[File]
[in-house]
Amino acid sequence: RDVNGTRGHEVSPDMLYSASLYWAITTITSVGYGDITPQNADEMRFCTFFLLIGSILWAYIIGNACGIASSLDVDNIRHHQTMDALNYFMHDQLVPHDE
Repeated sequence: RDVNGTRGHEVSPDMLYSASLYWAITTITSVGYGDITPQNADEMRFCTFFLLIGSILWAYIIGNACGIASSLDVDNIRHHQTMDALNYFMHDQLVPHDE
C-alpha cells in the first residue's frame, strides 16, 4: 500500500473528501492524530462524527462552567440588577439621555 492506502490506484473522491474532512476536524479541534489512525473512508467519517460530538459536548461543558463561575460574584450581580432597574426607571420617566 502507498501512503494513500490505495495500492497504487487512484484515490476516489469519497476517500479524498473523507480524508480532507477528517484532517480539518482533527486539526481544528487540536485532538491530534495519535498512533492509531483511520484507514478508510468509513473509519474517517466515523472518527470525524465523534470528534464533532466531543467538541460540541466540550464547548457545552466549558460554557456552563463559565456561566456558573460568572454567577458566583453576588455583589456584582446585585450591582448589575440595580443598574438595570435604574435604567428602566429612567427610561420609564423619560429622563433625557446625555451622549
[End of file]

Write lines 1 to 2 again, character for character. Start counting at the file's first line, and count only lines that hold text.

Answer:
[in-house]
Amino acid sequence: RDVNGTRGHEVSPDMLYSASLYWAITTITSVGYGDITPQNADEMRFCTFFLLIGSILWAYIIGNACGIASSLDVDNIRHHQTMDALNYFMHDQLVPHDE